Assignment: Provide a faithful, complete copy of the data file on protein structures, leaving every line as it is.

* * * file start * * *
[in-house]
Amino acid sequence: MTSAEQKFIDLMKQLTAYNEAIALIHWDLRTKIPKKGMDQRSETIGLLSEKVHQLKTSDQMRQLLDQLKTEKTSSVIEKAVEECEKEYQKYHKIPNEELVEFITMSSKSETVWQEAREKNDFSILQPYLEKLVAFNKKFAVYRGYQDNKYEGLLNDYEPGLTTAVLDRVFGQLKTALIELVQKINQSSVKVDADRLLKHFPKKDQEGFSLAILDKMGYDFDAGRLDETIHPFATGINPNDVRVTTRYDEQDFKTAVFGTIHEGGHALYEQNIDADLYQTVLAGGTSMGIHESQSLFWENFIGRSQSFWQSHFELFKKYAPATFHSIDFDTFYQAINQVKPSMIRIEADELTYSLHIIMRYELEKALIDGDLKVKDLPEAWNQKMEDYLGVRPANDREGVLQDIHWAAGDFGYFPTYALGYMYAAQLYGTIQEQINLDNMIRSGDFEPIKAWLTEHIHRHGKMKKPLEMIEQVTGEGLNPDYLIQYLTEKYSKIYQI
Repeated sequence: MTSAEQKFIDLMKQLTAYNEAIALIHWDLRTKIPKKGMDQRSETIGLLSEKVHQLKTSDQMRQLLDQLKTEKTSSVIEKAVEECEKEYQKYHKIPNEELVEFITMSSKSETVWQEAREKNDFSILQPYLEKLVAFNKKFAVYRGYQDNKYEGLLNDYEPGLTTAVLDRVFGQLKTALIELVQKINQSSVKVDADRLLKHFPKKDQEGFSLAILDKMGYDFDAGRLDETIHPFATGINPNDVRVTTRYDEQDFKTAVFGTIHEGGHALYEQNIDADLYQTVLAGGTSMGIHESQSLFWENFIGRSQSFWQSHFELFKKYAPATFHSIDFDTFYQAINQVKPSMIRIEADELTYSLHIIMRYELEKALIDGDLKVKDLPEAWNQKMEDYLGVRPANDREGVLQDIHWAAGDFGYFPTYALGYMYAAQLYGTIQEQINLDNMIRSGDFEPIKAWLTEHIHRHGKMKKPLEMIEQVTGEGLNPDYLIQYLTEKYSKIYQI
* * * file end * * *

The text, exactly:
[in-house]
Amino acid sequence: MTSAEQKFIDLMKQLTAYNEAIALIHWDLRTKIPKKGMDQRSETIGLLSEKVHQLKTSDQMRQLLDQLKTEKTSSVIEKAVEECEKEYQKYHKIPNEELVEFITMSSKSETVWQEAREKNDFSILQPYLEKLVAFNKKFAVYRGYQDNKYEGLLNDYEPGLTTAVLDRVFGQLKTALIELVQKINQSSVKVDADRLLKHFPKKDQEGFSLAILDKMGYDFDAGRLDETIHPFATGINPNDVRVTTRYDEQDFKTAVFGTIHEGGHALYEQNIDADLYQTVLAGGTSMGIHESQSLFWENFIGRSQSFWQSHFELFKKYAPATFHSIDFDTFYQAINQVKPSMIRIEADELTYSLHIIMRYELEKALIDGDLKVKDLPEAWNQKMEDYLGVRPANDREGVLQDIHWAAGDFGYFPTYALGYMYAAQLYGTIQEQINLDNMIRSGDFEPIKAWLTEHIHRHGKMKKPLEMIEQVTGEGLNPDYLIQYLTEKYSKIYQI
Repeated sequence: MTSAEQKFIDLMKQLTAYNEAIALIHWDLRTKIPKKGMDQRSETIGLLSEKVHQLKTSDQMRQLLDQLKTEKTSSVIEKAVEECEKEYQKYHKIPNEELVEFITMSSKSETVWQEAREKNDFSILQPYLEKLVAFNKKFAVYRGYQDNKYEGLLNDYEPGLTTAVLDRVFGQLKTALIELVQKINQSSVKVDADRLLKHFPKKDQEGFSLAILDKMGYDFDAGRLDETIHPFATGINPNDVRVTTRYDEQDFKTAVFGTIHEGGHALYEQNIDADLYQTVLAGGTSMGIHESQSLFWENFIGRSQSFWQSHFELFKKYAPATFHSIDFDTFYQAINQVKPSMIRIEADELTYSLHIIMRYELEKALIDGDLKVKDLPEAWNQKMEDYLGVRPANDREGVLQDIHWAAGDFGYFPTYALGYMYAAQLYGTIQEQINLDNMIRSGDFEPIKAWLTEHIHRHGKMKKPLEMIEQVTGEGLNPDYLIQYLTEKYSKIYQI